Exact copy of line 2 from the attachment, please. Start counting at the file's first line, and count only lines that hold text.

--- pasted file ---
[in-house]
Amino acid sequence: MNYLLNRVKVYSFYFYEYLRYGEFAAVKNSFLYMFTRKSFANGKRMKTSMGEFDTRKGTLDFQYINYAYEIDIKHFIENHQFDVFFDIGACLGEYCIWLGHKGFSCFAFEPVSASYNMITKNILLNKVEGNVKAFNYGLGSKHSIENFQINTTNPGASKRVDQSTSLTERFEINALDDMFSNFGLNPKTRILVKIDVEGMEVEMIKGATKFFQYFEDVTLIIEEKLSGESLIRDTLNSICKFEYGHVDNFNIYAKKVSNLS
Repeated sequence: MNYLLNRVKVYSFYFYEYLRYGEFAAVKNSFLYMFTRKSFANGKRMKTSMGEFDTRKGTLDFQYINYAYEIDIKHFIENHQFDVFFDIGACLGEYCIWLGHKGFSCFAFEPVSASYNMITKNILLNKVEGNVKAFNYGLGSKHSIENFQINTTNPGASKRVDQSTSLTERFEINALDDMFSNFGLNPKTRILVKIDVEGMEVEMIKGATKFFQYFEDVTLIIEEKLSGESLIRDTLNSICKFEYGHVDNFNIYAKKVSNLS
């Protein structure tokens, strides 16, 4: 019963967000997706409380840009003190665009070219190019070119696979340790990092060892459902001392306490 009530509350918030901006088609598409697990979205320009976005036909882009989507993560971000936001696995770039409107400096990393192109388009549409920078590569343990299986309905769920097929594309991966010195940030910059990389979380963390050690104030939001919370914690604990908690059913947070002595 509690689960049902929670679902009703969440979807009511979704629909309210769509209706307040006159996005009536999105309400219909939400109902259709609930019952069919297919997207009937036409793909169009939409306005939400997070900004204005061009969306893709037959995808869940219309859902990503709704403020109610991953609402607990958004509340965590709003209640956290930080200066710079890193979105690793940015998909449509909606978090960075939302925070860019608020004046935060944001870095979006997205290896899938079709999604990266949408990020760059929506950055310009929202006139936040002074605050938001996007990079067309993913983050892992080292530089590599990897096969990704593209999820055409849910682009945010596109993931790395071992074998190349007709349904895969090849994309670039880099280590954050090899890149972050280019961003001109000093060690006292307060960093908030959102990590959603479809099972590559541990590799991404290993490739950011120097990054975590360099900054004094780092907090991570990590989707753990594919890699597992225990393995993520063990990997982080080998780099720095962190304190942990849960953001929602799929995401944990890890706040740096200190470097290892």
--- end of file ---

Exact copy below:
Amino acid sequence: MNYLLNRVKVYSFYFYEYLRYGEFAAVKNSFLYMFTRKSFANGKRMKTSMGEFDTRKGTLDFQYINYAYEIDIKHFIENHQFDVFFDIGACLGEYCIWLGHKGFSCFAFEPVSASYNMITKNILLNKVEGNVKAFNYGLGSKHSIENFQINTTNPGASKRVDQSTSLTERFEINALDDMFSNFGLNPKTRILVKIDVEGMEVEMIKGATKFFQYFEDVTLIIEEKLSGESLIRDTLNSICKFEYGHVDNFNIYAKKVSNLS